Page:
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February 2016
Communication at Work

Conflict AvoidantPatti Lind

How often do you hear that phrase? Do you ever use it to describe yourself?

Many people do and for good reason. Conflict can elicit stress and tension in our bodies before we even contemplate how to address it. Our history with conflicting with others, has informed us that it is unpredictable. Emotions can rise; words are said and remembered. Despite best intentions, the problems discussed might be hard to resolve. It is little wonder that early in our adulthood we decided that avoiding conflict is the safest route. I know that I was an early dodger of conflict conversations and I had two degrees in communication.

But there is a difference between being anxious around conflict and labeling our self as conflict avoidant. When we label our self, we set limits on what we can learn and what we can do. We apply self-labels all the time. I'm bad at math. I can't dance. I can't speak in groups. Too often those sentences really mean that I am unwilling to try.

When we label ourselves as conflict avoidant it becomes a ready excuse to not learn the fundamental communication skills of working through conflict. This places us at risk because conflict is a normal part of every relationship and work situation. Those who want to help people learn conflict skills have studied it for thousands of years. Aristotle wrote about managing anger in 300 BC. Confucious advised not going down the path of revenge in 500 BC. Steven Covey wrote book after book trying to bring this timeless wisdom into our century so that we can have better work experiences, better relationships and stronger families.

Usually this timeless wisdom is very practical and can be incorporated into our daily lives. How to overcome the fear of reasonable risk, initiate conversations with respectful honesty and listen when we have diverse views. How to advocate for our interests and negotiating compromise. How to find forgiveness and resilience because conflict frequently demands patience.

The wonderful thing about communication and life is that every day we get a fresh start when it comes to how we want to "show up" in life.

If you are labeling yourself as conflict avoidant, take a moment to think about how long you have been describing yourself that way. Isn't it time to decide you can set that label aside and grow?

Here are some ideas to consider …
  1. Reframe the label into possibility.
    • I used to be conflict avoidant.
    • I am working on becoming more comfortable with conflict.
    • My tendency is to avoid conflict conversations but I am trying to turn that around.
    • I am developing my courage when it comes to conflict.
  2. Read a good book on Conflict Resolution (see Resource Tip).
  3. Find a mentor who is willing to be a thought partner for conflict situations.
  4. Identify a situation that you are avoiding and set a simple goal.
    • I want to be honest with them about my needs.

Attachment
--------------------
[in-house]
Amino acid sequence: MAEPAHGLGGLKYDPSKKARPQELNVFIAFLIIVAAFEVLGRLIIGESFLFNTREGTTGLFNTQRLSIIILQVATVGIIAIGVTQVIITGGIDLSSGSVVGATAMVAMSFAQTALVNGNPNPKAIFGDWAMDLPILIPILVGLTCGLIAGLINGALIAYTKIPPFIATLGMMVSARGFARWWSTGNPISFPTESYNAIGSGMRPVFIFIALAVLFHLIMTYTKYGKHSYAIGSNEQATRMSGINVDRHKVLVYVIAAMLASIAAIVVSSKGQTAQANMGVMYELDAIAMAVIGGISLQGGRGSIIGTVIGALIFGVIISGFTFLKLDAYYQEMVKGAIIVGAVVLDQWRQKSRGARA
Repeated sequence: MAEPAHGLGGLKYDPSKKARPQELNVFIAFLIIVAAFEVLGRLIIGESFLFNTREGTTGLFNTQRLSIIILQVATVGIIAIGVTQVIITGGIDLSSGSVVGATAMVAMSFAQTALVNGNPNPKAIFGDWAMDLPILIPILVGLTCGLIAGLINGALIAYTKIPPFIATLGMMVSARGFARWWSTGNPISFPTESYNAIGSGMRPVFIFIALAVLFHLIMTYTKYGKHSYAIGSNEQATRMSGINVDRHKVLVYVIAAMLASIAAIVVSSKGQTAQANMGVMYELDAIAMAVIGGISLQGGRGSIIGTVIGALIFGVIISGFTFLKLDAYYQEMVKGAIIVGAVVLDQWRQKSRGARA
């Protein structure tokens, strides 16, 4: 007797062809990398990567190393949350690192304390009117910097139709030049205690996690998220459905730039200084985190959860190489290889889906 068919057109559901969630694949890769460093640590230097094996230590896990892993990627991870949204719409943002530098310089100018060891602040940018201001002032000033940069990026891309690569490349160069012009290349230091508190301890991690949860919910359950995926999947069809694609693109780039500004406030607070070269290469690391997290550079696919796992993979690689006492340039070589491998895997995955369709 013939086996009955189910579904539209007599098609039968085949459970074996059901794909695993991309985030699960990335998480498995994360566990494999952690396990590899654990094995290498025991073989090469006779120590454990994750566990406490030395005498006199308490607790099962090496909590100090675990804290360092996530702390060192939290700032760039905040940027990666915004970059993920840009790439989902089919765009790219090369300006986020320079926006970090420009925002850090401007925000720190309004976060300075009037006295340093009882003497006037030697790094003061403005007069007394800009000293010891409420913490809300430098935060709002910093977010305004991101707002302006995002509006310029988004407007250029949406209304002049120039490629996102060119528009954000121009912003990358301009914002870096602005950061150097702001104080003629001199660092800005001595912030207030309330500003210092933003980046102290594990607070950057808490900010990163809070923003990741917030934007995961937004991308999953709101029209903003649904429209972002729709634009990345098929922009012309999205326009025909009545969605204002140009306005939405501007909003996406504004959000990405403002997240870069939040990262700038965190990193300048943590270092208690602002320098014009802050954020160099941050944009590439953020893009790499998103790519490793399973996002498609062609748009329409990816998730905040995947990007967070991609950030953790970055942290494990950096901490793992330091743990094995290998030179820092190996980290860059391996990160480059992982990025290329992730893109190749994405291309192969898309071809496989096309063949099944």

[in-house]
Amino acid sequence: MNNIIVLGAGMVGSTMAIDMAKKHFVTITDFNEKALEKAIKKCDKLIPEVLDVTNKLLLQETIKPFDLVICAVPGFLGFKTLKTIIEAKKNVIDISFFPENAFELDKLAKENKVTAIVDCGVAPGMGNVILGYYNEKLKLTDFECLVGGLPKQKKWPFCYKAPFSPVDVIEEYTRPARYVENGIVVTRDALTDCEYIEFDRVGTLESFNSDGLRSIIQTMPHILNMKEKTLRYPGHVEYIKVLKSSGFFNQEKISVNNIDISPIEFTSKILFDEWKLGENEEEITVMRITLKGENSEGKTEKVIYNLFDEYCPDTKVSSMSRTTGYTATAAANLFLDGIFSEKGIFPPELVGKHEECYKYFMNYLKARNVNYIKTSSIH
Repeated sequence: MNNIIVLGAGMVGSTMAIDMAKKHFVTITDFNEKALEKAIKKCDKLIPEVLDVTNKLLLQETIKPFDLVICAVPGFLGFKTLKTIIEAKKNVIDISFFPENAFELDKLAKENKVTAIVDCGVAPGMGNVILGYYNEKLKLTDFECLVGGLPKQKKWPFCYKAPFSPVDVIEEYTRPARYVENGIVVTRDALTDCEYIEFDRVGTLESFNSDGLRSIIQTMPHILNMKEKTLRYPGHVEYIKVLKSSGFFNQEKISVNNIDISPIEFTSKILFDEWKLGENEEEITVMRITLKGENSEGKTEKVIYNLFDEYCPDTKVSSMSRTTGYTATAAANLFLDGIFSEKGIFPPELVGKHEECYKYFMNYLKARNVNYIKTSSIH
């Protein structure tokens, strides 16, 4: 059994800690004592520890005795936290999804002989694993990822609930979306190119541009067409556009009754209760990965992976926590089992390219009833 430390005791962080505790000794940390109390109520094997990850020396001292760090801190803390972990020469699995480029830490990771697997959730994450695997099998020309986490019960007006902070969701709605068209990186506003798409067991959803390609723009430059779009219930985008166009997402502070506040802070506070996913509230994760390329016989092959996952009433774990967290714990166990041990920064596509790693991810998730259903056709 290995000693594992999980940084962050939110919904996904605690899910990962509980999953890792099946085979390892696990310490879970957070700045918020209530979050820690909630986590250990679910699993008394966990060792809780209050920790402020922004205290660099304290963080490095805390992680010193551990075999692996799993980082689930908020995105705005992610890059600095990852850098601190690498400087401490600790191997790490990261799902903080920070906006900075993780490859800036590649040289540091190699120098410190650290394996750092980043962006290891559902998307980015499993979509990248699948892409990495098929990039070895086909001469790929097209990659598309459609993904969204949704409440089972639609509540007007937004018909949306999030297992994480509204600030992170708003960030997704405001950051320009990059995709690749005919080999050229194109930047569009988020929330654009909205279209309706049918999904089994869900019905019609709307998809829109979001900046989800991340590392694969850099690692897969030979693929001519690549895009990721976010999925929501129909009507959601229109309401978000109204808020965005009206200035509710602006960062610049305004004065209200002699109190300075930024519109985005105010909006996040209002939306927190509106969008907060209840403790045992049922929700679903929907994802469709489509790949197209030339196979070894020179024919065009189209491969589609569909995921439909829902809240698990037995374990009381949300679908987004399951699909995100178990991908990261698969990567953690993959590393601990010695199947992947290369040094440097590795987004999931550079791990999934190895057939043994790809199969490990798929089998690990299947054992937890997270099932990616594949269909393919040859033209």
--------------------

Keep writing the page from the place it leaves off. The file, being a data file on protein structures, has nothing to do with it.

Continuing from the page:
• I want to advocate being listened to.
    • I want to set a boundary on their put down humor.
  5. Practice with your mentor before hand
  6. Start a journal on what you learned, and what you might do differently next time.
  7. Finally, take ownership for the damage you might be doing as you avoid direct conversations: talking badly about people, refusing to work with them, setting people up for failure by withholding information, etc.


  8. If someone in your life is avoiding resolving conflicts with you because of this self-labeling, consider this …
    • When they label themselves as conflict avoidant, rephrase it.
      • Are you open to moving beyond that?
      • Are you willing to overcome that tendency and "talk things through " going forward?
    • Keep the relationship safe. Free of blaming and shaming.
    • Express appreciation for any attempt to talk with you directly, honestly and respectfully.
    • Bring your best listening skills forward to ensure they feel heard.


    The pathway towards overcoming hesitancy and self-doubt around conflict resolution is not a swift one. Life will continue to offer the opportunity to learn communication skills through the span of one's life. The important thing is to challenge any statement that suggests effective communication and the ability to address conflicts is not a possibility for you.
Provide some examples of self-labeling that can stand in the way of being successful at work. (e.g. I don’t do "small talk". I am shy. I am bad at PowerPoint. I can’t write.) Ask your team members to write down a self-label that is holding them back. Then ask them to set a goal for the next month (e.g. start simple small talk conversations with people I rarely talk to; smile and say "hi" to people; sign up for a PowerPoint class; learn about organizing an email.) The following month, share success stories.

Resources
The Coward's Guide to Conflict: Empowering Solutions for Those Who Would Rather Run The Fight by Tim Ursiny. I bought this book several years ago and thought it was very well written. It is particularly aimed at those who have anxiety around conflict.

My book, Communication At Work, is available in paperback, Kindle, Nook, and eBook formats, and may be purchased at Amazon, Barnes and Noble, Powell Bookstore and Inkwater Press.
Communication at Work

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Patti Lind | pattilind.com | 503-318-4665
3703 SE Tolman, Portland, OR 97202



 

 

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